folks who can speak to that. 
  
inkwell.vue.278 : Ted Orland - "The View From The Studio Door"
permalink #119 of 145: Ted Orland (tedorland) Mon 7 Aug 06 23:12
    
Truly that *is* a question for someone born closer to the current
century -- I’m a dinosaur when it comes to internet connections.
  
inkwell.vue.278 : Ted Orland - "The View From The Studio Door"
permalink #120 of 145: Kindness does not require an infrastructure (chrys) Mon 7 Aug 06 23:34
    
I don't know, Ted, you seem to be doing quite well here.

I am interested though, in hearing from folks who really *use* things
like Flickr and PBase and the other image sharing services, as well as
weblogs and  the like.
  
inkwell.vue.278 : Ted Orland - "The View From The Studio Door"
permalink #121 of 145: FROM DEB ZEITMAN (davadam) Tue 8 Aug 06 10:24
    
Deb Zeitman writes:


I have recently discovered amazing talent and community on the web for
artists. If you land on one talented person's site, they likely link
you to countless more. Just check out all the countless links in the
margins or via comments left. As people begin commenting on each
other's work - usually just as a cheering section - communities
develop.


One example that launched me to many other illustrators' sites...
http://williebaronet.blogspot.com/



Many of these creators participate in online challenges such as...
http://www.photofriday.com/ 


Posted work ranges from very amateurish to very profession, from
commercial to 'fine art'. Until my recent online journeys, I had no
idea so much art and forays into creative expressive were being shared.


In addition, there are weekly poetry challenges, self-portrait
challenges, etc.


Having attended your salons, Ted, I've longed to create one here in my
home city, but I find the challenges great. Finding/creating the right
blend of participants seems essential, as well as battling the
overscheduled pace of LA life, though I won't give up trying. 
  
inkwell.vue.278 : Ted Orland - "The View From The Studio Door"
permalink #122 of 145: Ted Orland (tedorland) Tue 8 Aug 06 16:18
    
It can be dicey finding the right people for your artists’ group, but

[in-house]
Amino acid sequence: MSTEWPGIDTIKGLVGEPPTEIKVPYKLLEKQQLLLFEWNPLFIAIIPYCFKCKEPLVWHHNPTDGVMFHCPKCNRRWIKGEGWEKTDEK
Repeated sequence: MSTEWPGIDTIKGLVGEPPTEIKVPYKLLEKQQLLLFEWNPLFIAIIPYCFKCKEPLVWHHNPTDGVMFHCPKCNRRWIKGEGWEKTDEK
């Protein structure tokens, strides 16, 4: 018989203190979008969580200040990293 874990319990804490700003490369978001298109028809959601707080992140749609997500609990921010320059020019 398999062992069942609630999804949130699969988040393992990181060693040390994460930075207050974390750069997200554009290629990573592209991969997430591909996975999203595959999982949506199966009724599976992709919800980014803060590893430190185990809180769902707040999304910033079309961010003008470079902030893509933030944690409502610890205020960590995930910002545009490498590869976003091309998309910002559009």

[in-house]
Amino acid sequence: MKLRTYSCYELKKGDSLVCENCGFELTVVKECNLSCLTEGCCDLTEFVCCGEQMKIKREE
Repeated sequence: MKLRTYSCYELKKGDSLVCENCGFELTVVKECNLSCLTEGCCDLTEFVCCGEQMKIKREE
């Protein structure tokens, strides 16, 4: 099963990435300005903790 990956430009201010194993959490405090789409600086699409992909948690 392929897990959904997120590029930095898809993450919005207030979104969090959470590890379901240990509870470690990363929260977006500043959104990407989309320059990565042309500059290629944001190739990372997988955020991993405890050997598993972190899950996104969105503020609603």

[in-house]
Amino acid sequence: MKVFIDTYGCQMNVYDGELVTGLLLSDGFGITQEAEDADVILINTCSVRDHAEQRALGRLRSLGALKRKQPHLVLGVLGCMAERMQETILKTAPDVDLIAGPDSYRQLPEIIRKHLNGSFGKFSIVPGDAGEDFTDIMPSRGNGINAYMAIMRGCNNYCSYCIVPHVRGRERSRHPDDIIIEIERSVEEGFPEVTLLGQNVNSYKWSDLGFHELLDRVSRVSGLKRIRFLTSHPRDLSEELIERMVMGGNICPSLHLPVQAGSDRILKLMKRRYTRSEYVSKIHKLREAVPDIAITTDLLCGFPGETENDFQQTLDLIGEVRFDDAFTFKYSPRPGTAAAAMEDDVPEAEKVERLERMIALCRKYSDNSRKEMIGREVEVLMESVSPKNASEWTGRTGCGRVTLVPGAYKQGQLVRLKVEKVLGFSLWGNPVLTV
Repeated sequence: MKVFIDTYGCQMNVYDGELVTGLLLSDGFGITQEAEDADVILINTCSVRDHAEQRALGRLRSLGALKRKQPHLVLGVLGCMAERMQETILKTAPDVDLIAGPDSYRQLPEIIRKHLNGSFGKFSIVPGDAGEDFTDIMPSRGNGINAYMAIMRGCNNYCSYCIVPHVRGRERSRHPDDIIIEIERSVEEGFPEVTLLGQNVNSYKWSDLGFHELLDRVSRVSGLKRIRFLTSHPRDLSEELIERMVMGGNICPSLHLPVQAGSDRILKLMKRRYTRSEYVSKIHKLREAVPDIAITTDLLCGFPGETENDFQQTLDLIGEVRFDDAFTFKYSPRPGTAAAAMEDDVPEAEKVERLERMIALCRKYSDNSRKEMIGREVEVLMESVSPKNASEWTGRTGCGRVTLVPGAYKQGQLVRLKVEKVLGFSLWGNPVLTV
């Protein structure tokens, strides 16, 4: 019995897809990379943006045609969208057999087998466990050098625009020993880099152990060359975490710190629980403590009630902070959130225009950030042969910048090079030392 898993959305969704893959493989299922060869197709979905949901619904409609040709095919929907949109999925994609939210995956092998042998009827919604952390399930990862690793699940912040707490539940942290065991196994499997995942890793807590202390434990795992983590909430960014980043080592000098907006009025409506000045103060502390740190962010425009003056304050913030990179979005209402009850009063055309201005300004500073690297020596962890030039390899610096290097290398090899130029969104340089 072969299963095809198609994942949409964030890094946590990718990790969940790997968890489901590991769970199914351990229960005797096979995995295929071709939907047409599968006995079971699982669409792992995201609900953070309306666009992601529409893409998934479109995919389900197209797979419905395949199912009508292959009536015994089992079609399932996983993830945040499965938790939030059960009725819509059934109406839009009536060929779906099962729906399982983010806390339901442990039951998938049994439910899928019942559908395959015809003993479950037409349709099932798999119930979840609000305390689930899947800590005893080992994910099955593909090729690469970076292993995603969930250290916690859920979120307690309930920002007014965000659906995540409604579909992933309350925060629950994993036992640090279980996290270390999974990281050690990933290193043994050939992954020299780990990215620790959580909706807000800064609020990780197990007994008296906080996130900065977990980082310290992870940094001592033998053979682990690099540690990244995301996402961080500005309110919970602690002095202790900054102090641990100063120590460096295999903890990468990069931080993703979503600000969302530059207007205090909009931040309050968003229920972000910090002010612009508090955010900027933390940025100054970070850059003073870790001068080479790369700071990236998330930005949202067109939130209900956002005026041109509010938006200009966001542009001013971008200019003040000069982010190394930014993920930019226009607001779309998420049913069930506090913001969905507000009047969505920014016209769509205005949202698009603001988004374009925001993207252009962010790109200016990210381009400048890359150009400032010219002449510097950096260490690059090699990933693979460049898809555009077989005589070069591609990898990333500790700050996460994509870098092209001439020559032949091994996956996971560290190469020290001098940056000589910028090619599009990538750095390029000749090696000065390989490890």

you don’t have to do it all at once. Find two or three others to start
with, and let it evolve from there. It’s less important that the
participants are at the same level artistically than that they simply
LIKE each other. (If the mantra of successful real estate is Location
Location Location, then the mantra of thriving artists’ groups is
Chemistry Chemistry Chemistry.) And don’t set your expectations to
“Low” -- set them to “Diffuse”. When the future remains malleable, it’s
a hell of a lot easier to make mid-course corrections.

The little salon Deb mentions visiting at my house began maybe six or
eight years ago when three photographers formed their own group after
the one they’d all been participating in grew too large for their
taste. It took a couple of years before they invited me on board, and
another couple more for it to reach its present size of seven. 

Quite apart from any philosophical considerations, the size that a
group CAN be is often constrained at the lower end by needing a certain
number to assure a critical mass of art & ideas to bat around, and at
the upper end by various physical cinsiderations like the size of you
meeting place and the progressively greater difficulty in scheduling
meeting times as the number of participants grows larger.

At our salon, at least, the equilibrium point was reached at seven.
But just to assure some ongoing input of fresh ideas (and to keep us on
our toes) we also have a general understanding that whoever’s hosting
the monthly meeting at their house gets to invite an additional guest
artist of their choosing to join us for the evening. If you have a
group that hasn’t yet expended to it’s full size, that’s a great way to
test the waters with new possibilities.

But beyond a few things like inviting guest artists, we simply don’t
have any predetermined rules, so when any new question comes up,
there’s generally a wild flurry of emails flying between us until some
concensus is reached. Like they say about democracy, it’s the worst
possible system -- except for any OTHER system that’s been devised. 
  
inkwell.vue.278 : Ted Orland - "The View From The Studio Door"
permalink #123 of 145: Kindness does not require an infrastructure (chrys) Tue 8 Aug 06 16:28
    
<we simply don’t have any predetermined rules>

Except that Gitta must serve Taco Salad and Margaritas when she hosts.


I thought we had a rule that David had to make his Macaroni and Cheese
(gorgonzola on pasta) but he flaunted that rule the last two times.
  
  
inkwell.vue.278 : Ted Orland - "The View From The Studio Door"
permalink #124 of 145: Kindness does not require an infrastructure (chrys) Tue 8 Aug 06 16:39
    
Something that is very important to the success of a group - in my
opinion - has to do with its membership having a skill for talking
about work. 

So many groups are 'critique' groups - which implies looking for
something to criticize. Yet - the most effective conversations about
any particular work tends to be about what the work communicates to the
viewer/listener.  Admittedly a subjective conversation, at least the
maker can map that conversation against their intentions - whether
specifically about the particular work, or in general. 
  
inkwell.vue.278 : Ted Orland - "The View From The Studio Door"
permalink #125 of 145: David Adam Edelstein (davadam) Tue 8 Aug 06 17:47
    
It seems like another ingredient for successful groups is people who
can take critique well, and give critique fairly.  

Do you think that's something that can be taught in the context of a
group? Or do you think someone needs to be able to do that when they
come in?